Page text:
All credible global institutions have agreed that India will be the third largest economy within the next 30 years and a relatively a young population will increase the pull towards new products and services.

Recently published world economy growth charts by the IMF show the growth trajectory of the regions of the world for 2020-2021 and it seems that India is once again getting its momentum to 6%+ growth as China slows down. Sri Lanka as a nation must see the potential to integrate more with India as we are a market smaller than the Municipal Council of Mumbai in terms of population.

A message to the Government and business community

In a recent article I highlighted the fact that Sri Lanka should look at the Bay of Bengal Initiative for Multi-Sectoral Technical and Economic Cooperation (BIMSTEC) more carefully as its current chair. However, the Government’s response has been very negative to say the least, even a proposed coastal shipping arrangement and a partnership for feeder shipping with Bangladesh has been ignored.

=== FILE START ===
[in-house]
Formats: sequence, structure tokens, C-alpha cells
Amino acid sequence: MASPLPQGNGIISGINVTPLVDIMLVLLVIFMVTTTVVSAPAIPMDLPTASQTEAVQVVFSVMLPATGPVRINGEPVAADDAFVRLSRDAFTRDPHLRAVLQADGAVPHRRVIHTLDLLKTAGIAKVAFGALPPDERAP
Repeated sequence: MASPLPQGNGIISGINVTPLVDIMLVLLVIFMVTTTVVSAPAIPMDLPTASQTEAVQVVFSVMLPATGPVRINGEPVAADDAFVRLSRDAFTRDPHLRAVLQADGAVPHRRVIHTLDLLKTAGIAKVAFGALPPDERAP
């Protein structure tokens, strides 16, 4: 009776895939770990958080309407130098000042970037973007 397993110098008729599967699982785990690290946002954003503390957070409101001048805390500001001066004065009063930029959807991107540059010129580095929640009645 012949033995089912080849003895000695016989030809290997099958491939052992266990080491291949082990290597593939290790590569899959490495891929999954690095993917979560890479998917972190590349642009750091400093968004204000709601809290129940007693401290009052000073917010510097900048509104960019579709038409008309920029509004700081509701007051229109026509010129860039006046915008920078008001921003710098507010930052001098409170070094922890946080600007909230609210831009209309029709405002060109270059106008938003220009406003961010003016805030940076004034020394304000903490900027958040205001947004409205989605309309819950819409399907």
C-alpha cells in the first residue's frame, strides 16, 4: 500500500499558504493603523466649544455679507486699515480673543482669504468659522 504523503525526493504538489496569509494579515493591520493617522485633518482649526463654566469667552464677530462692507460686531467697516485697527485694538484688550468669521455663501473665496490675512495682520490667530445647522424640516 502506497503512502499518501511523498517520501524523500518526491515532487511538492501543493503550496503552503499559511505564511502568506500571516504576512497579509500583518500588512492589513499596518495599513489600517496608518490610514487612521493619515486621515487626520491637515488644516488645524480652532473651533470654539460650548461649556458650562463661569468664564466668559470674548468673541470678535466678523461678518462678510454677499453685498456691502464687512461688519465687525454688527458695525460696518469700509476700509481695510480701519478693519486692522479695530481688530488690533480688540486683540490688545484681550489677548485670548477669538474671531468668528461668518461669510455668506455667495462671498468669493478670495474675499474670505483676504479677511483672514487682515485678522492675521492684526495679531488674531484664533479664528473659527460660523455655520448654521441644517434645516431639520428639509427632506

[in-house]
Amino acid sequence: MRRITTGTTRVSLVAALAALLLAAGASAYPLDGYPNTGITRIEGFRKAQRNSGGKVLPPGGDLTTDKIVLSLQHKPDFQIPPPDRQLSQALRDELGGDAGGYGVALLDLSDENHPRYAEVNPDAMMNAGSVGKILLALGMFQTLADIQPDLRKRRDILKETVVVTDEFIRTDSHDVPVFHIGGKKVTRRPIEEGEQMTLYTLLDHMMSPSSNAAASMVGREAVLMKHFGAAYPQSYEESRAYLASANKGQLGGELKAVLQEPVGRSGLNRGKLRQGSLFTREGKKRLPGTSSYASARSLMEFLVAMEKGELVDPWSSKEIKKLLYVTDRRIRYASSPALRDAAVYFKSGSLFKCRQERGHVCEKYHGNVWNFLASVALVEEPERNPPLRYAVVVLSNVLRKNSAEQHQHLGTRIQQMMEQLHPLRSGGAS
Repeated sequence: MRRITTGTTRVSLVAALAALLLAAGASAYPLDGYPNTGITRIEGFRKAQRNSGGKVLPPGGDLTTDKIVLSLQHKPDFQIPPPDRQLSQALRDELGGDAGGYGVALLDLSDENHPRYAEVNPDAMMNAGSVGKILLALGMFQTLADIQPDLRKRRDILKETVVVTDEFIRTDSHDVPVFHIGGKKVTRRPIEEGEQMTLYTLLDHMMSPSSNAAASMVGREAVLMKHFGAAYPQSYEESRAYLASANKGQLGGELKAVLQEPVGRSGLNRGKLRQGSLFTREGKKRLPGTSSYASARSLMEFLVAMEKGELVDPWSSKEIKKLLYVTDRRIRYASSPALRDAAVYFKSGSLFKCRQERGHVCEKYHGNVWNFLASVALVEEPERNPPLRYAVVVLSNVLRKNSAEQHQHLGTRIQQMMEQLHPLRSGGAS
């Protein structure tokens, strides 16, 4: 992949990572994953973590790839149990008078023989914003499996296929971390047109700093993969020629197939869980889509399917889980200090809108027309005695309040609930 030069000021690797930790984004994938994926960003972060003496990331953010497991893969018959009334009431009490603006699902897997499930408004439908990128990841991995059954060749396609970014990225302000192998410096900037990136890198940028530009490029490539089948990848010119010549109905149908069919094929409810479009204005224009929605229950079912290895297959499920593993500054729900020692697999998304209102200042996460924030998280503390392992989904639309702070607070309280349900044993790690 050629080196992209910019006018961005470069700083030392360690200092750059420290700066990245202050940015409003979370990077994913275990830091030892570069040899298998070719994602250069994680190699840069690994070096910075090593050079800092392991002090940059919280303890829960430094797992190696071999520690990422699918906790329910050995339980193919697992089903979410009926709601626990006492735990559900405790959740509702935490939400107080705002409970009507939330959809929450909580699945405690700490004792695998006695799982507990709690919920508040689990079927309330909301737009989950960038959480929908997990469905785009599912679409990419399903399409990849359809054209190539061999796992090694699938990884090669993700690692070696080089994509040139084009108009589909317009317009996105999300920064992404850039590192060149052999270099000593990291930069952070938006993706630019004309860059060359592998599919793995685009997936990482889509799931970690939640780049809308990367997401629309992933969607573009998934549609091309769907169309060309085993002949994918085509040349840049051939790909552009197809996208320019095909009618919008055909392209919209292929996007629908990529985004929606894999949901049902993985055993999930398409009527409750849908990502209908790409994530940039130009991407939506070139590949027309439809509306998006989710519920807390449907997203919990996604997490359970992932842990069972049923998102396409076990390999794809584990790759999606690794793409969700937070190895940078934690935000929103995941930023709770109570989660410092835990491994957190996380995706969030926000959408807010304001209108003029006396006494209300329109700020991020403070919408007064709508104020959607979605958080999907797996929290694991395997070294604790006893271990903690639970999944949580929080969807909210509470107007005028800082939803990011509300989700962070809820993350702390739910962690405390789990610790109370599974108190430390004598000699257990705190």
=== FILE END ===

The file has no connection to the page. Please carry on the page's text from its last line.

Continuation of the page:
Since the signing of the Indo-Lanka Free Trade Agreement at the beginning of the century, we have failed to agree upon a comprehensive economic partnership with India. Whereas the Comprehensive Economic Cooperation Agreement (CECA) between Singapore and India to strengthen bilateral trade was signed in 2005 and the business is booming between the two nations.

My advice to the Government and businesses is that the potential is huge. What is your take of a 10 trillion-dollar economy in 15 years’ time sitting next door? As a thousand words are embedded in the charts and pictures of this article, the inserted answer is hidden there. If Sri Lanka wants to prosper with a massive market next to us, we have to be pragmatic and work towards greater economic partnerships with India rather than wasting economic opportunities on cheap politics on the platform and confusing the ordinary public of this country and missing opportunities forever.

(The writer is an economist, currently working as the CEO of the Shippers’ Academy Colombo and the Chairman of the Logistics Advisory Committee of the Export Development Board.)